In many ways, Abu Dhabi is a mature market, and to a large extent, it is now a brownfield environment.

Jesper THOMSEN Director - Abu Dhabi RAMBOLL OIL & GAS

in figures

Abu Dhabi's budget for fiscal breakeven priceAround USD 75 per barrel

Oil price in Q2 2015About USD 60 per barrel

Push for Abu Dhabi’s brownfield

February 23, 2016

Ramboll Oil & Gas’ Abu Dhabi branch director, Jesper Thomsen, talks to TOGY about the emirate’s brownfield environment and future opportunities in decommissioning its oldest rigs. Ramboll is working with Abu Dhabi Marine Operating Company on long-term accommodation projects, including offshore modules and jackets.

What should be considered when predicting the effect of volatile oil prices on project investment in the oil and gas industry?
Supply and demand is dependent on politics and stability. Developments in all parts of the world, such as the rise in China’s oil consumption and the shift in supply and demand in the US, suggest that several factors influence fluctuations in the price of oil.
The UAE has prepared a budget of around USD 75 per barrel as a fiscal breakeven price. For the first half of 2015, we have seen the price of oil stabilising at about USD 60 per barrel. If this continues, we will see trust return to the market, However, there is additionally a risk of further reductions in oil price.

How does Abu Dhabi’s oil production costs compare with other markets?
Abu Dhabi is fortunate to have much lower operating costs than other hydrocarbons-producing regions. In Norway, operational costs can vary between USD 60 and USD 70 per barrel.
Abu Dhabi’s fields are located onshore or in shallow waters compared to the North Sea or the Gulf of Mexico. Furthermore, the emirate has established a robust infrastructure for production, transport, refining and export, creating economies of scale.
Despite persistent low oil prices and a decline in rig count, we have not seen US shale production fall as much as many had expected. US producers have successfully maintained their wells and sustained production, however, we will see a decline if their wells are not maintained. When this will take effect is still unclear.

 

What opportunities does Abu Dhabi present for brownfield projects?
In many ways, Abu Dhabi is a mature market, and to a large extent, it is now a brownfield environment. While the emirate has large ongoing greenfield projects, there are many more existing facilities that are ageing and require constant lifetime extension, in addition to plant modifications and upgrades.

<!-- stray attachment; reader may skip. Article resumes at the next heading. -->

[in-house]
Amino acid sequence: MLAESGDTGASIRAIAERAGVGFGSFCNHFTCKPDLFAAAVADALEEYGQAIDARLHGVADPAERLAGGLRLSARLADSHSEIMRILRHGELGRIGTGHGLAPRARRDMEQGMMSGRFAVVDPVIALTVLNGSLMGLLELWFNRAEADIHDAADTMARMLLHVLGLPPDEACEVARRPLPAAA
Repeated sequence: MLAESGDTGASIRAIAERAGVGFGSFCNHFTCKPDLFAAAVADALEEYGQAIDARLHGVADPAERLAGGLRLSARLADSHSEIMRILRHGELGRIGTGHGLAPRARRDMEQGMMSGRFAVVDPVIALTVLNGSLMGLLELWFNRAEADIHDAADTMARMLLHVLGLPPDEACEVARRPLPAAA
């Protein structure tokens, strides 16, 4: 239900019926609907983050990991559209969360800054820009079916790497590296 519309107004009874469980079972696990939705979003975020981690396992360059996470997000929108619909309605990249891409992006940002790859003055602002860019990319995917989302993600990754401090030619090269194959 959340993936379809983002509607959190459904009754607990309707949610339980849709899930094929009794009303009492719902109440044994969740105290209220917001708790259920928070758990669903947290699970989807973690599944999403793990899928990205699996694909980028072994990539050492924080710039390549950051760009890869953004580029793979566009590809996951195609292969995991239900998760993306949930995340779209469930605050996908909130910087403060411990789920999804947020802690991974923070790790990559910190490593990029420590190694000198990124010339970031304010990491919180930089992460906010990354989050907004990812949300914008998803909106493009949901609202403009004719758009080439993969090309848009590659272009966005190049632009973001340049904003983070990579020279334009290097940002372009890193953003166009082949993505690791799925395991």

In this regard, there will be a lot of control and safety upgrades to facilities in the future, as well as continued concentration on pipeline integrity throughout the emirate.
Companies are starting to be more proactive and are conducting life cycle assessments before the asset is due for renewal or maintenance. This allows the end user to plan ahead based on the integrity data and for any repairs or modifications to be made to extend the asset’s lifetime before an unexpected event, such as a plant process failure.
The advantage of deploying such a system is that it provides an understanding of the condition and the integrity of the asset, allowing you to forecast potential functional or integrity issues. Under this framework, a company can stage an investment for the future, while prioritising critical elements first. However, for such a system to be effective, each component must be tested and assessed to build a complete picture of the asset’s life cycle.

Do you foresee a period of decommissioning in Abu Dhabi in the near future?
Brownfield works will always continue, as any operating field will need maintenance, modifications, upgrades and capacity expansions to sustain production in a safe manner. When a facility is beyond its operating life, it moves into the decommissioning phase.
We may see growth in decommissioning throughout the next two to three years. The biggest potential in this sector naturally includes the oldest platforms in Abu Dhabi.
Points that companies should consider when decommissioning a facility include the environmental impact and the scope for the conversion of the facility. Companies could plan to modify a plant to perform a different function or even enhance the environment.

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